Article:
Antonyms for deficient

Grammar : Adj
Spell : dih-fish-uh nt
Phonetic Transcription : dɪˈfɪʃ ənt

Definition of deficient

Origin :
  • 1580s, from Latin deficientem (nominative deficiens), present participle of deficere "to desert, revolt, fail," from de- "down, away" (see de-) + facere "to do, perform" (see factitious).
  • adj imperfect, inadequate
Example sentences :
  • Sometimes he is sure she is deficient in understanding, and at others that her temper only is in fault.
  • Extract from : « Lady Susan » by Jane Austen
  • Sir John was not, on his side, deficient in attention to his own interests.
  • Extract from : « Tales And Novels, Volume 5 (of 10) » by Maria Edgeworth
  • By that good lady the Houris are said to be held in deficient esteem.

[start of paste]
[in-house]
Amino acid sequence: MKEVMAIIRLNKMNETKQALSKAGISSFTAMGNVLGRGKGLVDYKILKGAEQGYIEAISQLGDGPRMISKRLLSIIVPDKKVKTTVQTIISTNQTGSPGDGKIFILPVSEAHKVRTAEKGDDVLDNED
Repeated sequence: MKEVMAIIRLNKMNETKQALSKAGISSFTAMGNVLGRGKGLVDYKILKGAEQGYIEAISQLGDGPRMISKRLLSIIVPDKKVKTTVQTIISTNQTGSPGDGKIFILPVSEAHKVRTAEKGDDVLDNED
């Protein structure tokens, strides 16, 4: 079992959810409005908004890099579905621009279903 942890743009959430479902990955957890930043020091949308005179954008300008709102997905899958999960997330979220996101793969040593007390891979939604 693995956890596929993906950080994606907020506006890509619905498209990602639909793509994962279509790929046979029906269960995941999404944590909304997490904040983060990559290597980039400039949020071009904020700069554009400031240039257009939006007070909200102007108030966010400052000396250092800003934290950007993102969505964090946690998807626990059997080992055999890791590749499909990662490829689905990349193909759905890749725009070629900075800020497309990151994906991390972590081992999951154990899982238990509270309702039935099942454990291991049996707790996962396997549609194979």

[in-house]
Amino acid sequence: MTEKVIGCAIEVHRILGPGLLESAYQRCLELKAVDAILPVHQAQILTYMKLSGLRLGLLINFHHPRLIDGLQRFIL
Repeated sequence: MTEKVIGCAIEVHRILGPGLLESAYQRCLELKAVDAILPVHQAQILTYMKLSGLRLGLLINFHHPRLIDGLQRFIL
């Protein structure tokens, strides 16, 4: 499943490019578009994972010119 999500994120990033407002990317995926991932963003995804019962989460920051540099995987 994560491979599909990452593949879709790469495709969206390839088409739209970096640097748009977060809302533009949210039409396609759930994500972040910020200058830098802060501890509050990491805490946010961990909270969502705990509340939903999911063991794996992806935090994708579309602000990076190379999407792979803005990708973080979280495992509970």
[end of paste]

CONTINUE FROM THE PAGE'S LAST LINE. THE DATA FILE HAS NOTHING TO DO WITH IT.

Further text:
• Extract from : « The Devil's Dictionary » by Ambrose Bierce
  • Not to be deficient in interest, Clennam asked what he might be doing there?
  • Extract from : « Little Dorrit » by Charles Dickens
  • He might as well say that John Bunyan was deficient in ethical instincts.
  • Extract from : « Alarms and Discursions » by G. K. Chesterton
  • He was agreeable, too agreeable; he certainly had not bad manners, but he was deficient in tact.
  • Extract from : « My Double Life » by Sarah Bernhardt
  • It is manner in which the literature of all nations is deficient.
  • Extract from : « Vivian Grey » by Earl of Beaconsfield, Benjamin Disraeli
  • She desired to protect them, and often felt that they could protect her, excelling where she was deficient.
  • Extract from : « Howards End » by E. M. Forster
  • Nobody has a right to be so deficient in courage as you allow yourself to be.
  • Extract from : « The Market-Place » by Harold Frederic
  • You deem me, then, deficient in this same independence of spirit?
  • Extract from : « The Martins Of Cro' Martin, Vol. II (of II) » by Charles James Lever

Synonyms for deficient

Based on : - - - Random House Unabridged Dictionary, © Random House, Inc. 2019